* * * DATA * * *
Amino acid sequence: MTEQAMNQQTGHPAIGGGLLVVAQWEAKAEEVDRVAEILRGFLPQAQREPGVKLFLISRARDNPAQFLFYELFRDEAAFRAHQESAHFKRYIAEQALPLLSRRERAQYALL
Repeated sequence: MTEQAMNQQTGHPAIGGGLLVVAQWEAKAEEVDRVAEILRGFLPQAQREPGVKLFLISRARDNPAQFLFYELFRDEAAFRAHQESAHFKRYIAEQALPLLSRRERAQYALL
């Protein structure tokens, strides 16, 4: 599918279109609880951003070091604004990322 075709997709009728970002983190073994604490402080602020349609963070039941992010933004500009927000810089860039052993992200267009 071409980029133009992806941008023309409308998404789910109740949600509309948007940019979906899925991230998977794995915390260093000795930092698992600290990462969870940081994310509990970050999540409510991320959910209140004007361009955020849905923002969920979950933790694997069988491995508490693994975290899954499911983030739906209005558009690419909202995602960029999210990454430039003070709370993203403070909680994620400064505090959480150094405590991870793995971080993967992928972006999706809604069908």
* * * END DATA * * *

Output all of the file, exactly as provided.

Amino acid sequence: MTEQAMNQQTGHPAIGGGLLVVAQWEAKAEEVDRVAEILRGFLPQAQREPGVKLFLISRARDNPAQFLFYELFRDEAAFRAHQESAHFKRYIAEQALPLLSRRERAQYALL
Repeated sequence: MTEQAMNQQTGHPAIGGGLLVVAQWEAKAEEVDRVAEILRGFLPQAQREPGVKLFLISRARDNPAQFLFYELFRDEAAFRAHQESAHFKRYIAEQALPLLSRRERAQYALL
């Protein structure tokens, strides 16, 4: 599918279109609880951003070091604004990322 075709997709009728970002983190073994604490402080602020349609963070039941992010933004500009927000810089860039052993992200267009 071409980029133009992806941008023309409308998404789910109740949600509309948007940019979906899925991230998977794995915390260093000795930092698992600290990462969870940081994310509990970050999540409510991320959910209140004007361009955020849905923002969920979950933790694997069988491995508490693994975290899954499911983030739906209005558009690419909202995602960029999210990454430039003070709370993203403070909680994620400064505090959480150094405590991870793995971080993967992928972006999706809604069908």